Eighth Graders Visit Trinity River

Trace Levos

Learning in the classroom is important, but applying classroom concepts to the real world is where lasting knowledge really takes root! The 8th graders learned this on a scientific field trip to the Trinity River Audubon Center this week, where they learned about the ecosystems in Dallas.

Learning in the classroom is important, but the teachers at Dallas International School know that when you take students out into the real world, learning can happen on a new and even more engaging level.
Such was the case with the 8th graders as they took a scientific adventure to the Trinity River Audubon Center this week. There, students were able to observe firsthand the ecological concepts they had been studying in textbooks.
“The purpose of visiting the Trinity River was to learn about different ecosystems within Dallas and how different plants and animals can survive in our environment,” said Ms. Hennah Abubaker, a science teacher at DIS who led the trip. “This was a unit the students had previously studied and I felt it would be a great chance for them to show off their knowledge in action in the real world. I was hoping they would see that just a tiny change in habitat can hugely alter what type of animal or plant species can survive in that particular environment.”
On the trip, students were outdoors for the majority of the day, hiking through the forest and taking notes on the plants and animals they observed. They discussed what they had learned in class and pointed out different species of plant and animal life to each other. They also spent time in the informational center at the river. In short, they loved it.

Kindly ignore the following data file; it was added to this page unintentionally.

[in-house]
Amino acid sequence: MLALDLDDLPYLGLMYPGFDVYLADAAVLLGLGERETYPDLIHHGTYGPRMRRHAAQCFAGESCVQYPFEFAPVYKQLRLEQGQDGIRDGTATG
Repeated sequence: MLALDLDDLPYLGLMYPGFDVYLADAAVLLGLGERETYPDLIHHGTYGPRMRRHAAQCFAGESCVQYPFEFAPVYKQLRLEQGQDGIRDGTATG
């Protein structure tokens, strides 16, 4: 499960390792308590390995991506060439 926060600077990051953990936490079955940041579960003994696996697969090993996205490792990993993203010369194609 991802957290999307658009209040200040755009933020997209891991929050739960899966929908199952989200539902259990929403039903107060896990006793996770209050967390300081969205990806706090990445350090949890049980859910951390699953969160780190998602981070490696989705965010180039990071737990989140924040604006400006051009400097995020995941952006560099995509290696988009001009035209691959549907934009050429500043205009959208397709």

“I felt the students were really impressed with what they saw, which is something I could not recreate in the classroom,” Ms. Abubaker said. “The students who initially did not show much interest in this unit in the class all of a sudden were immediately engaged and wanted to know more, because they could see it right in front of them.”
“Overall, they showed a lot of enthusiasm and we got a lot of ‘thank you’s’ from the students as we left the center,” she said. “They were really excited about spending the day outside hiking and understanding the world around them.”
Ms. Abubaker and her colleagues do their best to not only take students on field trips, but also give them various opportunities to learn in non-traditional ways.
“In the science department, we always try and link classroom activities to real-life situations,” Ms. Abubaker said. “We always strive to have interactive and engaging lessons, which include hands-on labs, group work, incorporating videos and setting up different stations around the classroom for students to move around and work through.”
“The 8th graders are currently watching the TV series ‘Cosmos’ at home and if we have 10-15 minutes to spare in class, we also watch parts of episodes,” she said. “The show ties in with our current unit on astronomy, and it helps students use their imagination to explore our universe and beyond.”
Ms. Abubaker hopes this type of learning will help set a habit of curiosity that will last throughout her students’ lives.
“I want students to constantly be using their time to educate themselves,” she said.
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